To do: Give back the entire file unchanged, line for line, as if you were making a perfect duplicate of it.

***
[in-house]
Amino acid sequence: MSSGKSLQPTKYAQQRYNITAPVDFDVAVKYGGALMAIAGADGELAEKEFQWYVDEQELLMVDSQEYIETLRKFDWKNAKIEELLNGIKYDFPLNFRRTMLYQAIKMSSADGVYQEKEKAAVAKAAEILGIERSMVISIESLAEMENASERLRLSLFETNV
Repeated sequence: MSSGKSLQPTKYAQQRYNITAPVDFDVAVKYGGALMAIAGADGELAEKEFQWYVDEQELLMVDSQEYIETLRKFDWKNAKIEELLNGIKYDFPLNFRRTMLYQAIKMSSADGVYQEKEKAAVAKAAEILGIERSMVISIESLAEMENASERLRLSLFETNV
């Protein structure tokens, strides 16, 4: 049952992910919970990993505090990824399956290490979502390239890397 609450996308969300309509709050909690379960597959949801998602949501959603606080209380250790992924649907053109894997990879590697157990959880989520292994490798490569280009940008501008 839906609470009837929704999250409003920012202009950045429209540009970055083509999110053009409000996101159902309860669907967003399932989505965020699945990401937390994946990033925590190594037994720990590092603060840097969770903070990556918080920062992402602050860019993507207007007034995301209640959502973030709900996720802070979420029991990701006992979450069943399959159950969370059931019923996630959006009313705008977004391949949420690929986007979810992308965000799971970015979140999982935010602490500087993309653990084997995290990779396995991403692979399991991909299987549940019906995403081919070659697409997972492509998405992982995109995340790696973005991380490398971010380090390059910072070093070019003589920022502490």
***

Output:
[in-house]
Amino acid sequence: MSSGKSLQPTKYAQQRYNITAPVDFDVAVKYGGALMAIAGADGELAEKEFQWYVDEQELLMVDSQEYIETLRKFDWKNAKIEELLNGIKYDFPLNFRRTMLYQAIKMSSADGVYQEKEKAAVAKAAEILGIERSMVISIESLAEMENASERLRLSLFETNV
Repeated sequence: MSSGKSLQPTKYAQQRYNITAPVDFDVAVKYGGALMAIAGADGELAEKEFQWYVDEQELLMVDSQEYIETLRKFDWKNAKIEELLNGIKYDFPLNFRRTMLYQAIKMSSADGVYQEKEKAAVAKAAEILGIERSMVISIESLAEMENASERLRLSLFETNV
């Protein structure tokens, strides 16, 4: 049952992910919970990993505090990824399956290490979502390239890397 609450996308969300309509709050909690379960597959949801998602949501959603606080209380250790992924649907053109894997990879590697157990959880989520292994490798490569280009940008501008 839906609470009837929704999250409003920012202009950045429209540009970055083509999110053009409000996101159902309860669907967003399932989505965020699945990401937390994946990033925590190594037994720990590092603060840097969770903070990556918080920062992402602050860019993507207007007034995301209640959502973030709900996720802070979420029991990701006992979450069943399959159950969370059931019923996630959006009313705008977004391949949420690929986007979810992308965000799971970015979140999982935010602490500087993309653990084997995290990779396995991403692979399991991909299987549940019906995403081919070659697409997972492509998405992982995109995340790696973005991380490398971010380090390059910072070093070019003589920022502490």